nep-spo New Economics Papers
on Sports and Economics
Issue of 2017‒04‒09
two papers chosen by
João Carlos Correia Leitão
Universidade da Beira Interior

  1. Time To Go? Head Coach Quits and Dismissals in Professional Football By Alex Bryson; Babatunde Buraimo; Rob Simmons
  2. Video games as cultural participation: understanding games playing in England using the Taking Part survey By Borowiecki, Karol J.; Bakshi, Hasan

  1. By: Alex Bryson (University College London, National Institute of Social and Economic Research and Institute for the Study of Labor); Babatunde Buraimo (University of Liverpool); Rob Simmons (Lancaster University)
    Abstract: That football Head Coaches will be dismissed for poor performance and will quit when they have better outside options seems to be nothing more than a statement of the obvious. But owners may find it hard to distinguish poor performance from bad luck and may find it difficult to identify and attract talented managers from other clubs. Indeed, most of the literature indicates little improvement in team performance when one coach replaces another. Equally, Head Coaches may have few options to move to better clubs even when they are performing well. We identify significant differences between determinants of quits and dismissals that are largely consistent with a standard model which predicts departures occur when the value of the job match specific surplus for one or both parties falls below the value of outside options. However, dismissals and quits are more common in Italy and Spain than in Germany and France, suggesting institutions may be important. We discuss the implications of our findings in the context of principal-agent theory and the wider literature on turnover among CEOs and other corporate leaders.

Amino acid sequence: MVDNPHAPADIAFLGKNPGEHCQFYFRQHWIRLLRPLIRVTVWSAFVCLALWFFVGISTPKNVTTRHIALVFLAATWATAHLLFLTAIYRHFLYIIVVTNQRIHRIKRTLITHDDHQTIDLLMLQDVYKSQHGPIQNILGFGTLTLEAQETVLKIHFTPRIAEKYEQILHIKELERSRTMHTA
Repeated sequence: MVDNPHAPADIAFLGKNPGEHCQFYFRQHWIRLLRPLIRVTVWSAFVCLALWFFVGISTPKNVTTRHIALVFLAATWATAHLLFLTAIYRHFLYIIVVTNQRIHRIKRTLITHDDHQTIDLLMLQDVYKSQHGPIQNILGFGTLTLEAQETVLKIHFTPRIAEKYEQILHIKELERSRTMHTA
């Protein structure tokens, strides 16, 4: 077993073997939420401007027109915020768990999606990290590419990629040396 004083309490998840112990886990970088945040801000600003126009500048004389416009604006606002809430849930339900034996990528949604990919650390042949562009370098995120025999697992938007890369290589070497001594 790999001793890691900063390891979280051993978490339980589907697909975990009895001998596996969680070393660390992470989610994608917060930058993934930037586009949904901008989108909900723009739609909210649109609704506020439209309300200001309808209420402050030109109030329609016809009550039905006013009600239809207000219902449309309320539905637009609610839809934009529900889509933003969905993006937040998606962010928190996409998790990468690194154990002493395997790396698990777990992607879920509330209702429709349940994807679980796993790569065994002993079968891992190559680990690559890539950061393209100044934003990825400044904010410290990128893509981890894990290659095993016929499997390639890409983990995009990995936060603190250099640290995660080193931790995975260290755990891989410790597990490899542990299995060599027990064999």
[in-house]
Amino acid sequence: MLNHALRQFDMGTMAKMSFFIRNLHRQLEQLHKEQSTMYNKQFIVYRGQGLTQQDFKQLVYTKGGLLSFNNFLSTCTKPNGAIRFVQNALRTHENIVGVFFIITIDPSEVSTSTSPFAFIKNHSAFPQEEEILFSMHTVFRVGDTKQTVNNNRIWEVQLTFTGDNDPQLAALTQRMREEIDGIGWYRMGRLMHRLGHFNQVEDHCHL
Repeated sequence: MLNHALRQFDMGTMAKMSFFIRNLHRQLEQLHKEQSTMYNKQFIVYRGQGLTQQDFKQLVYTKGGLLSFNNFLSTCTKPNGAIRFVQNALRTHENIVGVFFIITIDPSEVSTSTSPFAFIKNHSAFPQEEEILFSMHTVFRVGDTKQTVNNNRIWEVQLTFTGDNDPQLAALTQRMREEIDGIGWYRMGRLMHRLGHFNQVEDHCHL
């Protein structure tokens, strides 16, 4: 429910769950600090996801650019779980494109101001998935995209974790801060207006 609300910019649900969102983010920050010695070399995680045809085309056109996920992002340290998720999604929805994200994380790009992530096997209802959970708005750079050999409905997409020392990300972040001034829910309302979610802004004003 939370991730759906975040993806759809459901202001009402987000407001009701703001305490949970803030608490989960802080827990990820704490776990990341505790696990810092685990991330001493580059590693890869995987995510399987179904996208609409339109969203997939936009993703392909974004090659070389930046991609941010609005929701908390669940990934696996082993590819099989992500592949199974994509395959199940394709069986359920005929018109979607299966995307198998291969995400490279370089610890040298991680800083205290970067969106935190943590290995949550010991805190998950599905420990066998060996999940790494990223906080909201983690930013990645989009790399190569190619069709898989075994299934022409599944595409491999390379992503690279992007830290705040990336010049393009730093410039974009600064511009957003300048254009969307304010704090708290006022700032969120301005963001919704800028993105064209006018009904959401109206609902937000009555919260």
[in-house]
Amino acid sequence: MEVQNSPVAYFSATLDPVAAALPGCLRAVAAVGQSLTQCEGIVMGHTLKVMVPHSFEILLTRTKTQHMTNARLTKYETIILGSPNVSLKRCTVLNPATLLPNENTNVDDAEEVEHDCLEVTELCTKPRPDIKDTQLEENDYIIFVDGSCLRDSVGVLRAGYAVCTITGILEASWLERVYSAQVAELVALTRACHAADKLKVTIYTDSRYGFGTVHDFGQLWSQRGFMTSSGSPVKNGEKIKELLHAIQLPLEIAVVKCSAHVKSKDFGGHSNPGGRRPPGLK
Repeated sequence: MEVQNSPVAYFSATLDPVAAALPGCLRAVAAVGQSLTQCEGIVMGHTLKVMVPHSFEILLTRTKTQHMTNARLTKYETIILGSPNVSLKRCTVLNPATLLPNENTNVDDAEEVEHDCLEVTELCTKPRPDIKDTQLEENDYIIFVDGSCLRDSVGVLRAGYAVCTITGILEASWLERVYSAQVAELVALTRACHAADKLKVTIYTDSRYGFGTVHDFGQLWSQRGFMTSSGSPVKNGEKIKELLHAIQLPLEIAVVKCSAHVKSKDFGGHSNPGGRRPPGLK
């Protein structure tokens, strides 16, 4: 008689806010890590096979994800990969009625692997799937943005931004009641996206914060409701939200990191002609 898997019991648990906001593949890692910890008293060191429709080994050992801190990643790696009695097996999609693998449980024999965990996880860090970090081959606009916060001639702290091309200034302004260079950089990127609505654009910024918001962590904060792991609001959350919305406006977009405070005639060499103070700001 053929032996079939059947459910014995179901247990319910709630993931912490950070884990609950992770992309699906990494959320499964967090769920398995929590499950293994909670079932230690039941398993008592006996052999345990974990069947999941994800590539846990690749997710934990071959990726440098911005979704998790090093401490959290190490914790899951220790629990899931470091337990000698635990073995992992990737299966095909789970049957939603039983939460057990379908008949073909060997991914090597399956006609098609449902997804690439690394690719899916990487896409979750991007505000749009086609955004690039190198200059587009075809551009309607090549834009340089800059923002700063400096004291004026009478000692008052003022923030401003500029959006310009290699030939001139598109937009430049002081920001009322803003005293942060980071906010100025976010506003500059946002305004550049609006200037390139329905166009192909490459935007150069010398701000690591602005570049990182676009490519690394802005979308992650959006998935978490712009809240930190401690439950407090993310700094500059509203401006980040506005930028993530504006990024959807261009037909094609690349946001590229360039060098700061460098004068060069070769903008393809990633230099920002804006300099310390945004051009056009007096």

Keywords: Quits; Dismissals; Layoffs; Managerial performance; Team performance; Football; Survival analysis; Competing risks
    JEL: J23 J24 J63 J64
    Date: 2017–04–01
  2. By: Borowiecki, Karol J. (Department of Business and Economics); Bakshi, Hasan (Nesta)
    Abstract: This study addresses the important and recurring question of whether playing video games is detrimental to the socio-economic development of a person. It does this by using novel data from the Taking Part Survey in England to establish whether games playing is associated with particular socio-economic characteristics and/or other forms of cultural participation. The results do not indicate any obviously negative effects of video games playing: those who play are typically better educated and wealthier, and games players are also more likely than non-games players to participate in other forms of culture, especially through active participation. These findings are reinforced when comparing the characteristics of individuals who did and did not play video games when younger.
    Keywords: Cultural participation; consumer economics; video games; taste
    JEL: D12 J29 R12 Z11
    Date: 2017–03–28

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